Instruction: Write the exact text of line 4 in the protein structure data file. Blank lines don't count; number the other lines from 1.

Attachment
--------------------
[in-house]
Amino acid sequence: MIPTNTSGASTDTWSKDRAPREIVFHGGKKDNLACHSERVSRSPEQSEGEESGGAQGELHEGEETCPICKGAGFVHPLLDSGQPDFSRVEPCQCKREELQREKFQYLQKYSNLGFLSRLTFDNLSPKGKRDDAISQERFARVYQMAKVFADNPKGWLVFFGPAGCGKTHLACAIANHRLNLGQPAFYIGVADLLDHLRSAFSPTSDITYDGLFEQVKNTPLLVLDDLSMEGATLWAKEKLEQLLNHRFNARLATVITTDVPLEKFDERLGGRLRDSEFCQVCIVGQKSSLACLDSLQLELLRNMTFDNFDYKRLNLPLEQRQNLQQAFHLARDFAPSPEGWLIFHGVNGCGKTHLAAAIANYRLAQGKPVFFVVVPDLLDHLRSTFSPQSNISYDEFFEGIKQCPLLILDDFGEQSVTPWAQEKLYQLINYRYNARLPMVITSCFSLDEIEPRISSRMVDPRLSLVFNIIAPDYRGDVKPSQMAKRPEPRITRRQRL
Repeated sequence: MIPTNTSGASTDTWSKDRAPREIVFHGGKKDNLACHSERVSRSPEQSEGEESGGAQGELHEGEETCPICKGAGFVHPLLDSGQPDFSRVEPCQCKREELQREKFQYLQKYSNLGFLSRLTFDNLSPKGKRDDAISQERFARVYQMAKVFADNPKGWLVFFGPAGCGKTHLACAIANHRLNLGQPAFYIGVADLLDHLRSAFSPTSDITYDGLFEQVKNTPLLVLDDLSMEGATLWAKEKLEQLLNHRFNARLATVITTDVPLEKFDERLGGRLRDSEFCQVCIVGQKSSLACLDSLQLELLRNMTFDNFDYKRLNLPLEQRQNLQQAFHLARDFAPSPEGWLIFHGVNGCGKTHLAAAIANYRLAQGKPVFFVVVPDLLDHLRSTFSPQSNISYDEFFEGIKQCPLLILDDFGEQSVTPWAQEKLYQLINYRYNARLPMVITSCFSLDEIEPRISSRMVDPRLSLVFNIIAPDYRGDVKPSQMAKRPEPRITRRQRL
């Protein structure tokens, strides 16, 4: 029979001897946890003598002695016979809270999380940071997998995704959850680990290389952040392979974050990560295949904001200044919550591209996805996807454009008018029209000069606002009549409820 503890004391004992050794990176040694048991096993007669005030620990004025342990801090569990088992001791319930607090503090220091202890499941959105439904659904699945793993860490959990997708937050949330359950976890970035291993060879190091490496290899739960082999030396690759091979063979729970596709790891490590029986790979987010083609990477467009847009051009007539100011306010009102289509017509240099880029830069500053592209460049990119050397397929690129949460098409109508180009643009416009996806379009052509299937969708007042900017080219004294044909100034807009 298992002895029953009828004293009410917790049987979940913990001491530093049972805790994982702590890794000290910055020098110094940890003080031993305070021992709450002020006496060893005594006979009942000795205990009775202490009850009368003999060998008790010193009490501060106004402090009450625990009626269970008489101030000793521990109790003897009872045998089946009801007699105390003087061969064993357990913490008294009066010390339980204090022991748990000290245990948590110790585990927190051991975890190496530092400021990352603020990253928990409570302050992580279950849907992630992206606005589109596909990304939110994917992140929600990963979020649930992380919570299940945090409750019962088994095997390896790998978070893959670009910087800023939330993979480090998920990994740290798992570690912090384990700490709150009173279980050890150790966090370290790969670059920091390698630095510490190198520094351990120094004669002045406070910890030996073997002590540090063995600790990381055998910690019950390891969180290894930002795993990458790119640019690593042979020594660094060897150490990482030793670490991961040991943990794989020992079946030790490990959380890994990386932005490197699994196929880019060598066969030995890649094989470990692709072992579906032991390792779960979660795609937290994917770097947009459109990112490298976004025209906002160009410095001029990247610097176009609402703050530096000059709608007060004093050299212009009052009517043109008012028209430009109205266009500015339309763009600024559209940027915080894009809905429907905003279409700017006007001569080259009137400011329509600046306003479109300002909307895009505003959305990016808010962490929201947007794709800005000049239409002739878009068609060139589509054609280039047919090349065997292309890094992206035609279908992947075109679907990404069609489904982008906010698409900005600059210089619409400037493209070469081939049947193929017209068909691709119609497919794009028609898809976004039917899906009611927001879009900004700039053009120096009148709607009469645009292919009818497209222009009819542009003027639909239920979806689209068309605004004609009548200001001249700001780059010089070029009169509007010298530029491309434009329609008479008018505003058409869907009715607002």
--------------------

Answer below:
């Protein structure tokens, strides 16, 4: 029979001897946890003598002695016979809270999380940071997998995704959850680990290389952040392979974050990560295949904001200044919550591209996805996807454009008018029209000069606002009549409820 503890004391004992050794990176040694048991096993007669005030620990004025342990801090569990088992001791319930607090503090220091202890499941959105439904659904699945793993860490959990997708937050949330359950976890970035291993060879190091490496290899739960082999030396690759091979063979729970596709790891490590029986790979987010083609990477467009847009051009007539100011306010009102289509017509240099880029830069500053592209460049990119050397397929690129949460098409109508180009643009416009996806379009052509299937969708007042900017080219004294044909100034807009 298992002895029953009828004293009410917790049987979940913990001491530093049972805790994982702590890794000290910055020098110094940890003080031993305070021992709450002020006496060893005594006979009942000795205990009775202490009850009368003999060998008790010193009490501060106004402090009450625990009626269970008489101030000793521990109790003897009872045998089946009801007699105390003087061969064993357990913490008294009066010390339980204090022991748990000290245990948590110790585990927190051991975890190496530092400021990352603020990253928990409570302050992580279950849907992630992206606005589109596909990304939110994917992140929600990963979020649930992380919570299940945090409750019962088994095997390896790998978070893959670009910087800023939330993979480090998920990994740290798992570690912090384990700490709150009173279980050890150790966090370290790969670059920091390698630095510490190198520094351990120094004669002045406070910890030996073997002590540090063995600790990381055998910690019950390891969180290894930002795993990458790119640019690593042979020594660094060897150490990482030793670490991961040991943990794989020992079946030790490990959380890994990386932005490197699994196929880019060598066969030995890649094989470990692709072992579906032991390792779960979660795609937290994917770097947009459109990112490298976004025209906002160009410095001029990247610097176009609402703050530096000059709608007060004093050299212009009052009517043109008012028209430009109205266009500015339309763009600024559209940027915080894009809905429907905003279409700017006007001569080259009137400011329509600046306003479109300002909307895009505003959305990016808010962490929201947007794709800005000049239409002739878009068609060139589509054609280039047919090349065997292309890094992206035609279908992947075109679907990404069609489904982008906010698409900005600059210089619409400037493209070469081939049947193929017209068909691709119609497919794009028609898809976004039917899906009611927001879009900004700039053009120096009148709607009469645009292919009818497209222009009819542009003027639909239920979806689209068309605004004609009548200001001249700001780059010089070029009169509007010298530029491309434009329609008479008018505003058409869907009715607002």